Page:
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Unremorseful killer

Blinken urged to act on Malki’s killer

Australian-born Arnold Roth’s long-running battle to bring a Palestinian terrorist before a US court for the murder of his teenaged daughter Malki has seen a major advance.

Malki Roth with her father Arnold Roth in January 2001.
Malki Roth with her father Arnold Roth in January 2001.

Australian-born Arnold Roth’s long-running battle to bring a Palestinian terrorist before a US court for the murder of his teenaged daughter Malki has seen a major advance, with the top US Jewish communal body writing to Secretary of State Antony Blinken.

In a January 16 letter, the Conference of Presidents of Major American Jewish Organisations urged Blinken to raise the need for Tamimi’s extradition with Jordan’s King Abdullah II.

Roth told The AJN, “The most important of the roof bodies, an organisation that represents more than 50 major Jewish organisations, has done exactly what we’d been hoping for all along.”

Ahlam Tamimi masterminded the attack, selecting a Sbarro pizzeria in Jerusalem which she and another terrorist bombed in 2001, murdering 16 innocents, including Malki Roth, 15.

Tamimi was captured, tried and sentenced to 16 consecutive life sentences in Israel, but was released in a 2011 prisoner swap to free abducted IDF soldier Gilad Shalit. She has been harboured by Jordan, where was acclaimed for the attack and expressed pride for it, becoming a celebrity TV host.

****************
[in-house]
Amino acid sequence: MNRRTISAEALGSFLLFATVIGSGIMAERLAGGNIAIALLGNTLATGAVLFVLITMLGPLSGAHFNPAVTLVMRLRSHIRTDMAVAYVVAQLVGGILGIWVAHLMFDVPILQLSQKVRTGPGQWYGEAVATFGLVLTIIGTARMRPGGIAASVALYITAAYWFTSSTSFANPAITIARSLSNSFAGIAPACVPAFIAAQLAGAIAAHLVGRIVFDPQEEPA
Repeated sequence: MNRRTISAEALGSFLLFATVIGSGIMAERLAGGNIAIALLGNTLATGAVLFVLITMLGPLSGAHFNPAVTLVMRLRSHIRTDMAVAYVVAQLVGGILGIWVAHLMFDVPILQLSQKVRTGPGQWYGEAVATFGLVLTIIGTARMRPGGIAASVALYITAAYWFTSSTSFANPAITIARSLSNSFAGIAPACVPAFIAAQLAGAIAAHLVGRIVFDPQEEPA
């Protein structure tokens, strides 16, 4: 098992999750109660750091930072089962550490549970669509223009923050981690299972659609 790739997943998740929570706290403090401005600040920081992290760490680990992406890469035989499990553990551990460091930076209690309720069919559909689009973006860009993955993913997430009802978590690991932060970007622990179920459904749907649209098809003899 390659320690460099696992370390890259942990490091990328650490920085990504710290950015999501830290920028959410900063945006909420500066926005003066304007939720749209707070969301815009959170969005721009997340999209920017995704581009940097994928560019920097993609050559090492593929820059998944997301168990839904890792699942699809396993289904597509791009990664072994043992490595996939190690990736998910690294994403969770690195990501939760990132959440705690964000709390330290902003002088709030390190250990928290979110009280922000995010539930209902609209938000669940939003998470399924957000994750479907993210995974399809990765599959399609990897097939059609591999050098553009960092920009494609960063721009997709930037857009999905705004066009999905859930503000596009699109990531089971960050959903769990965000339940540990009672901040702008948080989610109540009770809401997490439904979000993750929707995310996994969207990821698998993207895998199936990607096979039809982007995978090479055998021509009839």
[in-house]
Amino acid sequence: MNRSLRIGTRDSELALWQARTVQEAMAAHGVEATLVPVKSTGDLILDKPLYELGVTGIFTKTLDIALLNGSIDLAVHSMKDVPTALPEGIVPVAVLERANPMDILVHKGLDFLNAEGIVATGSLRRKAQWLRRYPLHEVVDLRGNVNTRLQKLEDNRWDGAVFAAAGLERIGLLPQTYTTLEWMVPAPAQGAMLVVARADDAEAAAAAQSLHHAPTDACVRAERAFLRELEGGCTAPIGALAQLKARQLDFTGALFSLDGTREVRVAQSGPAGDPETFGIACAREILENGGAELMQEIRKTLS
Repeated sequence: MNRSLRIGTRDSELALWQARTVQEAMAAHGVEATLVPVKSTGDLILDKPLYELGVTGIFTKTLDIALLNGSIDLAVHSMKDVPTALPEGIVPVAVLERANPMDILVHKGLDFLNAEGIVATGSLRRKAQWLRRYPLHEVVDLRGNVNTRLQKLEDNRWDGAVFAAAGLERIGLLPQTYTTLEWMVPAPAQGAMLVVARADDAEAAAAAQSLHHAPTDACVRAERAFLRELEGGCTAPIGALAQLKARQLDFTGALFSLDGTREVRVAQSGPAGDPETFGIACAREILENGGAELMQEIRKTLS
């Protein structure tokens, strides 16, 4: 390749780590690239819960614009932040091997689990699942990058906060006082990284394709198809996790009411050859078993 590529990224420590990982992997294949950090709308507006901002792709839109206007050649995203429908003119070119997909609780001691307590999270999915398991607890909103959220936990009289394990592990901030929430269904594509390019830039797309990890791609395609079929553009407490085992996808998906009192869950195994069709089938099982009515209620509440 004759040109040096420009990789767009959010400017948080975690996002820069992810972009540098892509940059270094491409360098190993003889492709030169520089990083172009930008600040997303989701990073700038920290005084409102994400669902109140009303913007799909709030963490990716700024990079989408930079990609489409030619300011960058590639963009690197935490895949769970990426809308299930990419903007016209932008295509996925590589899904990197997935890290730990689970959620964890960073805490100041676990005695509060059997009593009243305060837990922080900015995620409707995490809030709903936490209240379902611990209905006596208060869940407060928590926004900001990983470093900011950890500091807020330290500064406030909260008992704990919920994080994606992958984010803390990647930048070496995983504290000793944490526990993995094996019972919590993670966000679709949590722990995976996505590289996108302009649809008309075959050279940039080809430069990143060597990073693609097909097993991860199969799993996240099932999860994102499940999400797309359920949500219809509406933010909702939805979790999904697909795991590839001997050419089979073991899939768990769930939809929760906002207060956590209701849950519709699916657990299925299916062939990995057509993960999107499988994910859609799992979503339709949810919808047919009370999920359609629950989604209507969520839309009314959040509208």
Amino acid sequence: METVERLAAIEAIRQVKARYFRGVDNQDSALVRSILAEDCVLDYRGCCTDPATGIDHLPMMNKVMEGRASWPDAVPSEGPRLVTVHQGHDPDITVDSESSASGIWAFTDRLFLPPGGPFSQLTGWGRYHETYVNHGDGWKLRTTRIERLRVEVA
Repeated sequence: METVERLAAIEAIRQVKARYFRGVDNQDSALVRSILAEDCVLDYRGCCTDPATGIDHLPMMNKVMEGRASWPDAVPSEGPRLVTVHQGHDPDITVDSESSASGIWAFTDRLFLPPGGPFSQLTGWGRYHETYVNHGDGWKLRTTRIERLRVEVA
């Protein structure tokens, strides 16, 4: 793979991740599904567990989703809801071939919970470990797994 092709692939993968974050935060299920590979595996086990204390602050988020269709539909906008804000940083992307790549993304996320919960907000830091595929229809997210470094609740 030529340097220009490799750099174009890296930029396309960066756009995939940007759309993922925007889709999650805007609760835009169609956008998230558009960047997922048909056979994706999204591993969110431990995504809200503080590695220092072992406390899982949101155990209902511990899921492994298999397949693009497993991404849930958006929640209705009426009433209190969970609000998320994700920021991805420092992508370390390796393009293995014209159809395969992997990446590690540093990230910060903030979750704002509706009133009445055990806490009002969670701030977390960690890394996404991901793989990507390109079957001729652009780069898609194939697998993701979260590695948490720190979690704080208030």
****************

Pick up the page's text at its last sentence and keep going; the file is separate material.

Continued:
Pleas by Roth and his US-born wife Frimet for Tamimi to be extradited to the US, where courts have standing to try her, based on Malki’s American citizenship, have led nowhere.

In 2013, the US government filed criminal charges against Tamimi, who is on the FBI’s Most Wanted Terrorists list, for the murders of US nationals, including Malki, and four years later applied unsuccessfully for her extradition.

The US maintained it cannot go further because Jordan has not ratified an extradition treaty. However, in 2019, legal proceedings under US Freedom of Information laws unearthed a 1995 letter to the State Department from the late King Hussein, father of Abdullah II, stating his ratification of the treaty.

For Roth, the finding of a Jordanian court that the country’s parliament — which mostly rubber-stamps the monarch’s decisions – has not ratified the treaty is a legal fiction.

In their letter to Blinken, the Conference’s chair Harriet P. Schleifer and chief executive William C. Daroff noted King Hussein’s ratification of the US-Jordan extradition treaty. “Jordan’s refusal to extradite Ahlam Tamimi represents a breach of the 1995 bilateral treaty between the United States and Jordan. Despite her confessions and incriminating statements, she has enjoyed immunity from justice, further exacerbating tensions and fostering an environment of hatred and extremism in the region.

“We believe that the United States should prioritise Tamimi’s extradition in our bilateral relations with Jordan. We suggest a comprehensive review of the leverage that could be applied by the United States to signal the importance of compliance with US law and principles.  We urge the State Department to engage in a robust diplomatic dialogue with Jordan’s leadership, stressing the importance of upholding international agreements and commitments to justice … We also request that you raise the issue and seek tangible progress on Tamimi’s extradition with King Abdullah II.”

A 2022 letter from Malki’s parents to Roger Noble, then Australia’s ambassador for counter-terrorism, received a sympathetic response but Noble replied that, aside from a watching brief, the extradition “is ultimately a matter for the governments of the United States and Jordan”.

The Roths were hit by further tragedy in December when a son-in-law, IDF Master-Sergeant Naftali Yonah Gordon, a reservist, was killed in action in Gaza.

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